I asked who had inspired him; "Mick Brown, the Horticultural technician at Chatsworth, was my main inspiration. His help and guidance convinced me that horticulture was the right choice!"

The Team. left to right Daniel Hale Head Gardener, Edward Watchorn Senior Gardener, Joel Dibb & Mick Grundy Gardeners. (Not on photo Georgina Yates Gardens Supervisor)

Meet the team

Dan Hale, 33, has been at Brodsworth for five years and came from Wentworth Castle. He's been in the industry for fifteen years and gained his qualifications at Askham Bryan College. Before applying for the job, he visited Brodsworth; he likes the formality.

Joel Dibb, 26, went straight from school as an apprentice at Alnwick and gained his qualifications whilst there. Returned to Yorkshire and has been at Brodsworth for nine months this time; he had a spell here previously.

Mick Grundy, 41, spent twenty-four years in the Army and became a volunteer at Brodsworth. Now four months into the full-time job.

Georgina Yates (unfortunately absent on the day of my visit) has been at Brodsworth for four years.

To assist the gardening team, Brodsworth can boast forty-five active and keen volunteers at present; This could be one of the largest volunteer bases in the country! Their help is invaluable; I saw quite a few of them out in the gardens, planting in the main, during my visit.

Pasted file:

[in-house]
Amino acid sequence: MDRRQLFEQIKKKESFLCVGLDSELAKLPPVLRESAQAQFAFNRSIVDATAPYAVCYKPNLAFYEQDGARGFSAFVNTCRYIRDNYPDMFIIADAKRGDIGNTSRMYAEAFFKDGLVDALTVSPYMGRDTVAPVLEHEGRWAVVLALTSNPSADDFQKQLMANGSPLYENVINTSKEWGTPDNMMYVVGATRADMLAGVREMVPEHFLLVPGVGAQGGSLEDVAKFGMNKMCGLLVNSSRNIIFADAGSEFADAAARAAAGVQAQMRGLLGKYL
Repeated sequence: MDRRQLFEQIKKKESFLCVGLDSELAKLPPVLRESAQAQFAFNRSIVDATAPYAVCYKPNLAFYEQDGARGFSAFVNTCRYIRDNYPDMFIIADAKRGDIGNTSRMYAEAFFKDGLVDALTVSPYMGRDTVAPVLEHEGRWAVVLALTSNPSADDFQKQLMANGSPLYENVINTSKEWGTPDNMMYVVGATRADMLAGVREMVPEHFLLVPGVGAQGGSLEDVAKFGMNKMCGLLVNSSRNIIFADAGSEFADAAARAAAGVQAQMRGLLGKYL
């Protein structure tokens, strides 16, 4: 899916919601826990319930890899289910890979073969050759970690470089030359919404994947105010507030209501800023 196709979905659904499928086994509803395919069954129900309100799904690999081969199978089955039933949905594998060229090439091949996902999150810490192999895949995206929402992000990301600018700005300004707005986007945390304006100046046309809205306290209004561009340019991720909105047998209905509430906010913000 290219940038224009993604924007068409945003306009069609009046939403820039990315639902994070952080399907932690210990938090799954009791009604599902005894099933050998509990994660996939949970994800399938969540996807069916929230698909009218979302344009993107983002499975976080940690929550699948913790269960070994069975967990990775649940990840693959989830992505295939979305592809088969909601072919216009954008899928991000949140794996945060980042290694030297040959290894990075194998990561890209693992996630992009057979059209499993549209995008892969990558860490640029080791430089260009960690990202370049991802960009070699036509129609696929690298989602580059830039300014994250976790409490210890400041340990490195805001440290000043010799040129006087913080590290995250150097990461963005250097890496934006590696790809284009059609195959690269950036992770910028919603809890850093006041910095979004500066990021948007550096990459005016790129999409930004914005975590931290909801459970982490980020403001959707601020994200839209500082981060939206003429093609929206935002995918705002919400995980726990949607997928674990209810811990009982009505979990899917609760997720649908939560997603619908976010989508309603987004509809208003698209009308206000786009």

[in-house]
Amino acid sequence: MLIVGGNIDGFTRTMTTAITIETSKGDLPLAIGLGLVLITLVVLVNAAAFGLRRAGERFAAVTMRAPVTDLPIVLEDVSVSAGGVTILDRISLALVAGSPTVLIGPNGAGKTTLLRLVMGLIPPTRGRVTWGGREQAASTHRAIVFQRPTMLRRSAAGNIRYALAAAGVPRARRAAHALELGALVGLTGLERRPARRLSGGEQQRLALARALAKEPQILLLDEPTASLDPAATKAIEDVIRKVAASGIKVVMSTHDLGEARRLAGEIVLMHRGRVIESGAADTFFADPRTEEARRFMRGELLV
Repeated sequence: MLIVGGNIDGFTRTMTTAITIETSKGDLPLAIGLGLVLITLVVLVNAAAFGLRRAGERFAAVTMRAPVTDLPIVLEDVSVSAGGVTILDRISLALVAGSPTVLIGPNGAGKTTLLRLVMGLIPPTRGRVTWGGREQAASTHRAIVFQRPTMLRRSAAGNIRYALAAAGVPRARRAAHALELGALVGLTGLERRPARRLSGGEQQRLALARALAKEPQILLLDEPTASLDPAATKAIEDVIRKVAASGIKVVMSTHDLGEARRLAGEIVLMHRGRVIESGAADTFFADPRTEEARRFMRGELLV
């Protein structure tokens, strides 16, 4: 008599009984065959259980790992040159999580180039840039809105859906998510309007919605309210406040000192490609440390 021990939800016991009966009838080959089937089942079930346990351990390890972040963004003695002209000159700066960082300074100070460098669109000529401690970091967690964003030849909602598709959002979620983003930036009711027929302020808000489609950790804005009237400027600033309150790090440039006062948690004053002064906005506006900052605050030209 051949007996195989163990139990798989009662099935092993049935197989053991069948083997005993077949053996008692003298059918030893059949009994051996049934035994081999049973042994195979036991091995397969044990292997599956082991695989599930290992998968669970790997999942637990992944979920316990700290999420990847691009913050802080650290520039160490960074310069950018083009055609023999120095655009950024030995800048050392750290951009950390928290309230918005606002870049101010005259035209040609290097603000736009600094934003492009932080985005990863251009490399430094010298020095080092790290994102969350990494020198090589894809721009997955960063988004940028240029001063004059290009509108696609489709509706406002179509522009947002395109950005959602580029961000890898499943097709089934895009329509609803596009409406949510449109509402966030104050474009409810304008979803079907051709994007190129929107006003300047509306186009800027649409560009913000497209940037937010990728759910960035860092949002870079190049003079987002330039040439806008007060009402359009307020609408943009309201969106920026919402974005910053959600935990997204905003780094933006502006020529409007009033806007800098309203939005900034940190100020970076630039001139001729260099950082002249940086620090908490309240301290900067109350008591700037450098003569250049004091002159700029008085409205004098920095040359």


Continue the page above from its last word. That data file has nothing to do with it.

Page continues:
Budgets are set for the whole department, which Head Gardener Dan Hale administers. Alongside the regular budget funding, the department has C.I.P. (Capital Investment Projects). "We need to put up our case and apply and this is not guaranteed. Each year, we've received the funding requested, so we must be getting it right!" said Edward.

View towards the Target House with spring flowers / Looking down the replanted Target Range

About the site

The whole site is on a limestone ridge, so there's always stones in the soil. Compost is produced on site and a tractor PTO driven Seko SAM 5 composting machine is used throughout the site.

Edward responded to the question about additional equipment and lighting: "We don't have or need any additional equipment for regular use, but the Enchanted Garden event every winter sees the whole garden subtly illuminated to give a real fairy-tale experience!" This is an event that is seen by hundreds of people and one not to be missed. The lighting is very sophisticated with 1000s of LEDs, including fairy lights leading you along pathways, plus uplighters and floodlights add to the ambience; a truly magical event ... but will it happen this year?

The whole site covers twenty acres, if the parking areas are included. It is one, rather large, Victorian garden with names allocated to different areas; Flower Garden, Rose Garden, Fern Dell, etc. There are seldom problems with natural occurrences and, as the property is on a hill, flooding is not an issue. High winds can be experienced but regular surveys (some trees are quite large!) ensures that the likelihood of damage is prevented.

Entrance to Ice House / The Privy / The Game Larder

Maintenance regimes

More often than not, maintenance regimes revolve around visitors. For example, because the grassed areas are so popular with picnickers, the team mow early each day before visitors arrive; usually two hours each day. "We use Hayter rotary mowers (we have three) as there is no cylinder mowing now. Time and manpower!" says Edward. "We also have a ride-on triple Kubota and a Kubota flail mower."